Itchy Skin and Liver Disease: Symptoms and Treatments

itchy skin liver diseaseIf your skin itches all the time, your body could be trying to tell you that you have liver disease. Find out the symptoms and treatment of liver problems.

Do you have constantly itchy skin? Skin that makes you feel like scratching day and night? Did you know that chronic itchy skin can sometimes be a sign of something more serious?

I’m the bestselling author of a longevity book called, Life is Long, and passionate about helping people to live their healthiest lives.

In this article we will explore – liver disease – and how itching and liver problems often go hand in hand. If you’re presently wondering if itchy skin is an important health issue  – and what can you do about it…read on! Note: Always check with your doctor to be 100% certain about your particular health situation!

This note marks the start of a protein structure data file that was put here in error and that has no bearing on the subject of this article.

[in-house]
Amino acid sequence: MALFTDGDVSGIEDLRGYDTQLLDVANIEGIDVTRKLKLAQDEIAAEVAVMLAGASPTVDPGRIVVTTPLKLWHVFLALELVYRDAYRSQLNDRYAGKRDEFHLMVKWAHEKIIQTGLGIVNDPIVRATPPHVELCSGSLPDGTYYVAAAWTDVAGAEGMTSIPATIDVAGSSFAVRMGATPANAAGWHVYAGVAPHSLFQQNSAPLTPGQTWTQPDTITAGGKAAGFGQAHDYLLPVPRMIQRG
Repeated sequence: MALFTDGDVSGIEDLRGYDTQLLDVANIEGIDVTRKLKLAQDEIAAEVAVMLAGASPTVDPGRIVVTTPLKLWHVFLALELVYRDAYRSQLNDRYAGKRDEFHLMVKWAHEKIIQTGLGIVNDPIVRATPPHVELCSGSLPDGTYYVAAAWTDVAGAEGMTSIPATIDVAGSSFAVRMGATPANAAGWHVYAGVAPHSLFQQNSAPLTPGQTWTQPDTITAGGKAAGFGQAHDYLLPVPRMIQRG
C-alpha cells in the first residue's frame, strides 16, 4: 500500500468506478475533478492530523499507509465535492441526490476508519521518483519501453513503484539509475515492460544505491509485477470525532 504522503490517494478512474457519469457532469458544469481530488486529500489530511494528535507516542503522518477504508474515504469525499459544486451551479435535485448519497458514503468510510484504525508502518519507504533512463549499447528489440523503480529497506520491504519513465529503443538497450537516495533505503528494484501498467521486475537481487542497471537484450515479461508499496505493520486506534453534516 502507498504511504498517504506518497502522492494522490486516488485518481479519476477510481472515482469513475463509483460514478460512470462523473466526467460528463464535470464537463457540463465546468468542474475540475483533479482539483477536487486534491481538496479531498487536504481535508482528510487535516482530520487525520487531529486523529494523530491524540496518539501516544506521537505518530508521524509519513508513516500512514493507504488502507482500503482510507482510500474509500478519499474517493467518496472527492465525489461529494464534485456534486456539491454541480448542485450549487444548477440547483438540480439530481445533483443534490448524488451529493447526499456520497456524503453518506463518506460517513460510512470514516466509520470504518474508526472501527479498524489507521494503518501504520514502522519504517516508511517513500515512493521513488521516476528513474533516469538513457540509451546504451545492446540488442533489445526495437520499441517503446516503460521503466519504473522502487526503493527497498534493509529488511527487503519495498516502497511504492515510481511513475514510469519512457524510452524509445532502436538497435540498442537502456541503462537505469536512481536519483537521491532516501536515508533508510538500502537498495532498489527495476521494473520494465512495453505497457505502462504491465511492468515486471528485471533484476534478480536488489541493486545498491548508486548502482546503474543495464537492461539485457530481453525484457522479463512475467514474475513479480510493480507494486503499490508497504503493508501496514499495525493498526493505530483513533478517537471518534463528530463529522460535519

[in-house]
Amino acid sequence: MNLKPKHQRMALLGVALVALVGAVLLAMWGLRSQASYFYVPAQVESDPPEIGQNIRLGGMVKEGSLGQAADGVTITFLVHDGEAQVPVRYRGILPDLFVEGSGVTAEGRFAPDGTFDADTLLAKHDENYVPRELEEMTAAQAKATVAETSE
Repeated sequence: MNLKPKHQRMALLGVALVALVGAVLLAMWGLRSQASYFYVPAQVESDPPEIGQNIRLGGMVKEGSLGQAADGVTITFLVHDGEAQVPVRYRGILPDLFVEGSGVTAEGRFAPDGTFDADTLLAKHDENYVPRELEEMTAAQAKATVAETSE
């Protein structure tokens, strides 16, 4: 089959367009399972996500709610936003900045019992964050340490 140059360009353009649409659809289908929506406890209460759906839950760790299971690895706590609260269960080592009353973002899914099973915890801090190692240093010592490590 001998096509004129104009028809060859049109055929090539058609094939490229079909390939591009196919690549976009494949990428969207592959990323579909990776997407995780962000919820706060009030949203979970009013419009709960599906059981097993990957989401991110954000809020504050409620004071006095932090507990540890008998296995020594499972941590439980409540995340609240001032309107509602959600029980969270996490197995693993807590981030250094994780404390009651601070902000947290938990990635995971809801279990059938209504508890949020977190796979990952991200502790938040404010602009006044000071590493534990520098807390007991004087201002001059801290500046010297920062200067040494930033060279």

Itchy Skin And Chronic Liver Disease

One of the many symptoms of chronic liver disease is persistently itchy skin. Not everyone with liver disease will experience itchy skin, and itchy skin isn’t always indicative of the disease, but it’s something to be aware of.

With liver disease, you might notice a localized itch, like on your elbow or ankle, or you might experience itchiness all over your body. Regardless, the constant itch can be quite distracting and make it frequent scratching hard to resist.

The occasional itch isn’t a big deal, but constant, unrelenting itching can become quite a nuisance and even a serious health concern.

What Causes the Itch? How Liver Disease and Itching Go Hand in Hand

You’ll rarely notice itching in any alcohol-related liver disease or fatty liver diseases. Instead, it’s associated with primary sclerosing cholangitis, intrahepatic cholestasis of pregnancy, or primary biliary cirrhosis.

There have been many medical studies conducted to determine the cause of itching as it results to liver disease. There are a couple of factors that come into play:

Female Sex Hormones

Itching can become worse during pregnancy if hormone replacement therapy is involved.


Some liver disease patients also have high histamine levels which can lead to excessive itching.